Illustration credit: Lisa Glanz / http://www.lisaglanz.com. Using her Personalised Portrait Creator (which is brilliant).
How many times is too many times to wear the same piece of clothing before you have to get rid of it?
I have a very special blazer that I love, but I’m worried it’s getting too ratty. But I still want to wear it. It’s what I wear to really important meetings and it always gives me a boost of confidence. I’ve tried to replace it, but it’s no longer made and I haven’t found a suitable alternate yet. I’m starting to feel a little self-conscious but I don’t want to give it up. Help?
Thanks in advance!
Worried about what other people will think.
Your jacket says…
I’m not done yet! I just need a little spruce. Give me a good clean and a little patching up, then I’ll be good as new. I want a trip to the dry cleaners and the tiny tear in my lining sewn up, and my buttons resewn so they stop hanging about. But that doesn’t mean it’s time to replace me. We fit so well together. I hug your shoulders just right, and I don’t gape when I’m closed. Plus, I’m not constricting, and don’t make you fidget. Together, there’s no better team to tackle anything!
Don’t retire me yet! We can still be great together!
Not ready to retire,
Your perfect blazer.
There’s no magic number how many times you can wear a piece of clothing before it’s too ratty to wear anymore. But there are a number of things you can do to extend the lifetime of your favorite garment.
1. Find the right balance between staying clean without over-laundering. Both body oils and dirt, and the process of laundering break down the fibers that our clothes are made of. Since you’re dealing with a blazer that isn’t in direct contact with much skin, you can wash or get it dry-cleaned every couple wears. And always before it goes into your closet for an extended period of time. Never, regardless of what the garment is, put a piece of clothing away for a season, or for a long period of time, without washing it.
2. Whenever possible, wash your clothes on delicate and air dry them. Heat can also be very hard on clothing fibers. Especially if there’s any polyester or spandex in the garment. And most of us don’t get our clothes so dirty that they need to go through a non-delicate wash cycle often.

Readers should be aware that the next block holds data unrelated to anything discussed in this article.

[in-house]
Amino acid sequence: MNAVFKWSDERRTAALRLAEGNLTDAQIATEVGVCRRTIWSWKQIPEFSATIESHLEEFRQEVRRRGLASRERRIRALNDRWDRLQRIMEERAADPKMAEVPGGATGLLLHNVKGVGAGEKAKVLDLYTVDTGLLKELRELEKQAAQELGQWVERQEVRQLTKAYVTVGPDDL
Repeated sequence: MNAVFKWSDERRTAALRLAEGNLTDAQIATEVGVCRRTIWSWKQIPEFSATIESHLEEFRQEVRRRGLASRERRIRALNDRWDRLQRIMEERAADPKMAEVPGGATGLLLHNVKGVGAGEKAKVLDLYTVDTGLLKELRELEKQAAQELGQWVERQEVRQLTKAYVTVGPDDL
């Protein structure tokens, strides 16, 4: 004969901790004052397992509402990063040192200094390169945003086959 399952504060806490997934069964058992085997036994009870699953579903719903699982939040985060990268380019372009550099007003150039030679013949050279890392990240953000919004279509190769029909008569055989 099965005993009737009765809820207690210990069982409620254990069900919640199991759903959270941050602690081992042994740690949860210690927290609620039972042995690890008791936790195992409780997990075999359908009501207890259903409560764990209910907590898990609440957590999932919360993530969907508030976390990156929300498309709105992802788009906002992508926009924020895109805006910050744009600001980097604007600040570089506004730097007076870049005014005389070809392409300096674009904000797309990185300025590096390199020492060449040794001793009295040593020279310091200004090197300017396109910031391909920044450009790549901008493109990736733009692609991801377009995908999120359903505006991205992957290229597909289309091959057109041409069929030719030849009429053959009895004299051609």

The only thing that I wash on a normal or heavy cycle are towels, bedding, other linens, heavy-duty denim, and clothes that I’ve worn for mucking about in (usually ratty jeans & t-shirts).
Depending on how much space you have and your climate, air drying may be a no-brainer or might take some easing into. Most blouses, shirts, tank tops and undergarments will air dry overnight, or at least in under a day with good air circulation, in most climates (if you live somewhere perpetually damp or humid, try air drying something and see how it goes, you can always pop it back in the dryer or lay it in front of a fan it’s just not getting dry). But regardless of where you live, start small with a couple of pieces and build from there.
3. Remove stains and then tears as soon as possible. Most spills are relatively painless to get out when they’re fresh. They get really tough when they’ve been given time to set. And tears left unmended just get bigger and bigger, until they’re almost impossible (or are at least a total pain in the ass) to mend. That’s where the saying, “a stitch in time saves nine,” comes from – small tears are easier and faster to fix than larger ones.
We all have the pieces of clothing that we never want to wear out. This is especially true if we have skin or fit sensitivities, and the best way to make clothes last is by taking care of them.
Lots of love,
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